PublicAffairs (one word cap "A") is Twenty Five!
What Next? Plan Ahead and Be Flexible.
On May 29, 1997, The New York Times reported the launch of a new publishing company to focus on books about public affairs. The imprint was to be called PublicAffairs (one word, cap A) in recognition of the emerging importance of search engine optimization, i.e., finding the fledgling enterprise on Yahoo, later Google et al.
I was the founder and publisher of the imprint, in partnership with Perseus Capital, a private equity firm in Washington that was bringing together what I called “cast-offs and start-ups” from across the publishing industry to share central services, sales, distribution, and accounting while maintaining editorial independence.
In 2007, the Perseus Books Group was named Publishers Weekly’s Publisher of the Year, in recognition of its success, and in 2016 the Perseus imprints, along with PublicAffairs, were acquired by Hachette Book Group.
That in brief is the history of the company. In 2005, Susan Weinberg succeeded me as publisher and when she was promoted to oversee the whole Perseus Books Group, Clive Priddle, the editor-in-chief, who had joined in 2003, became the publisher. Jaime Leifer, the associate Publisher and publicity director, has been at PublicAffairs for nearly nineteen years. Others on the small team have been with the imprint for a decade or more.
That stability, I unashamedly contend, is a measure of strength and speaks to a culture that has maintained a commitment to what we called “values, standards, and flair,” as the surrounding universe of publishing has been transformed by upheavals in technology and the ways by which readers now discover and consume books among the hundreds of thousands published each year.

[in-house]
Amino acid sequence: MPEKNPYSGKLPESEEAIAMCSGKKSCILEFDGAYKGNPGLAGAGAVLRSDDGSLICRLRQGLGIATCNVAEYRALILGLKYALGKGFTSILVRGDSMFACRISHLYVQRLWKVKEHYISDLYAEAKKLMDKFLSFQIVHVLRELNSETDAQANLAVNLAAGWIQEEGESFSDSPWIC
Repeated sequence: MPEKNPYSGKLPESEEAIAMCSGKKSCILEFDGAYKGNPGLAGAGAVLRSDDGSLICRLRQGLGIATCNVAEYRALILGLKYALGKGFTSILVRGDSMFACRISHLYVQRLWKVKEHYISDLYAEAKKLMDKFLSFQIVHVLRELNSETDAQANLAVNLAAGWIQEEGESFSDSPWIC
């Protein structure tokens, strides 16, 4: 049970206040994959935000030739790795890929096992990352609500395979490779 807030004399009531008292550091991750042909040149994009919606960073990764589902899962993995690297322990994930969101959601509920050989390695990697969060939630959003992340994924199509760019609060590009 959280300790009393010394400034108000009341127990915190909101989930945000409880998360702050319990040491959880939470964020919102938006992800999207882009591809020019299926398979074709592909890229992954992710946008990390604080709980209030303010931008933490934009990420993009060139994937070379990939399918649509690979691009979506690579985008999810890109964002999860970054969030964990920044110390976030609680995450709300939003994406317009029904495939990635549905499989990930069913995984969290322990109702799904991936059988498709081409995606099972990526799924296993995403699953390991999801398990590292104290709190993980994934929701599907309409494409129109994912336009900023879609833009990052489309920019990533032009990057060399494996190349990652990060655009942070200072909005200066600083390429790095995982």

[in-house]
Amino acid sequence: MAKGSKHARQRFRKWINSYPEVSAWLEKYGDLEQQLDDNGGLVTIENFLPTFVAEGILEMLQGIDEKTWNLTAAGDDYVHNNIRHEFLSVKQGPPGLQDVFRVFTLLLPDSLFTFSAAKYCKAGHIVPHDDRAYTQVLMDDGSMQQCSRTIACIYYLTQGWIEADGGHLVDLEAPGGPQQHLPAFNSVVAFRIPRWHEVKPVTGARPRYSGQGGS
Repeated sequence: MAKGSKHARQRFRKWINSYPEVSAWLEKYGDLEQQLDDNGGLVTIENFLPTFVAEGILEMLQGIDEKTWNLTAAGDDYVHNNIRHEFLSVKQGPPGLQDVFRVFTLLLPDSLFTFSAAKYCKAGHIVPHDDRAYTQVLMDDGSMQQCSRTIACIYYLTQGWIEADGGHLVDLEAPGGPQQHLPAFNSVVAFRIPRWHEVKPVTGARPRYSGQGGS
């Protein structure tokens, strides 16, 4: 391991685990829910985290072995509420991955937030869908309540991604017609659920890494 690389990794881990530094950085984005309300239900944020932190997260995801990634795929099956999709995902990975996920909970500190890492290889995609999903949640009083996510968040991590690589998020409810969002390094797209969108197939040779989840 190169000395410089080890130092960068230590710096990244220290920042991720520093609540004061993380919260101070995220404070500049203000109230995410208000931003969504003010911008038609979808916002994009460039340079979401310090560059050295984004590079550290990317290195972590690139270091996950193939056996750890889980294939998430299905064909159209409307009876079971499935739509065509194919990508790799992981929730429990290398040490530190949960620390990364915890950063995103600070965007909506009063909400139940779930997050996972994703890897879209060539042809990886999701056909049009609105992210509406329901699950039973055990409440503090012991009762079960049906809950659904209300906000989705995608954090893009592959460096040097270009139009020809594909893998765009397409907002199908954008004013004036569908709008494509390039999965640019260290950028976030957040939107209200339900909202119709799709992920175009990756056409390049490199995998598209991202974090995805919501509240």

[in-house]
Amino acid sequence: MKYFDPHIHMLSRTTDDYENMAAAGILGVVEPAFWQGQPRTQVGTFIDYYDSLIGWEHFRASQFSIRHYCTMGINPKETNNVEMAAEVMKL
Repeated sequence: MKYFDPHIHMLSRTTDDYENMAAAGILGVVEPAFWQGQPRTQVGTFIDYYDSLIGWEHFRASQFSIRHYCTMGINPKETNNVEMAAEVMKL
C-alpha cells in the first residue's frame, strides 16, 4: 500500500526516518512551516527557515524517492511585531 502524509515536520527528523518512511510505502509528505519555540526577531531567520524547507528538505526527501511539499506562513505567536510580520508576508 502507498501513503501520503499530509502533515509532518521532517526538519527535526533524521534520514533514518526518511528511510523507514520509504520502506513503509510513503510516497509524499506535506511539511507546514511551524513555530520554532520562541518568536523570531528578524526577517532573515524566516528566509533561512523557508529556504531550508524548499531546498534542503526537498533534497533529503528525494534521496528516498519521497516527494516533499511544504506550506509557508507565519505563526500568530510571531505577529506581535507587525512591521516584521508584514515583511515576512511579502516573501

At our fifth anniversary, I took out an ad in PW that declared, “No Longer a Start-Up . . . Not Yet an Anti-Trust Case.” At a quarter-century, both assertions are still the case. But with more books that I can reasonably count, PublicAffairs has a backlist, a reputation for quality, and a business strategy of balancing revenues with costs – or putting it another way, having enough cash around to satisfy the authors, staff, and proprietors.
Lest that be misunderstood, meeting that objective is always a challenge.
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So, what now?
At the end of 2020, my last consulting connection with PublicAffairs drew to an end. I now watch the company with interest and admiration from a distance. I have been thinking about how publishing might evolve in the next twenty-five years, having undergone the digital transformation and upheavals in how books are sold in stores and particularly online.
Perhaps the most important reality is that books in the classic hardcover and paperback print editions have endured as the dominant way people read. Ebooks and audio have a significant place also, about 20 percent for digital books and 10 percent for audio, the fastest-growing segment of the market. Overall, the ability to decide which format you want is a major asset in connecting the would-be reader with a choice.
My shorthand for this development is “Good books. Any way you want them. Now.”
Books now and forever start with the vision, energy, and skill of an author. Robots can’t do the job (although doubtless someone will try to devise one that can). What has changed and will continue to evolve are the techniques and strategies of production, distribution, marketing, sales, and publicity – the process for bringing readers to books known as “discovery.”
Now that there are multiple formats for books, it would make sense to sell them as a “bundle.” You buy the print book for your shelf and for a small additional price add an ebook or audiobook with a barcode, link, or password for travel. These are optional. The benefits of portable reading have been established. The more that books can suit the habits of readers, the more likely that they will be read.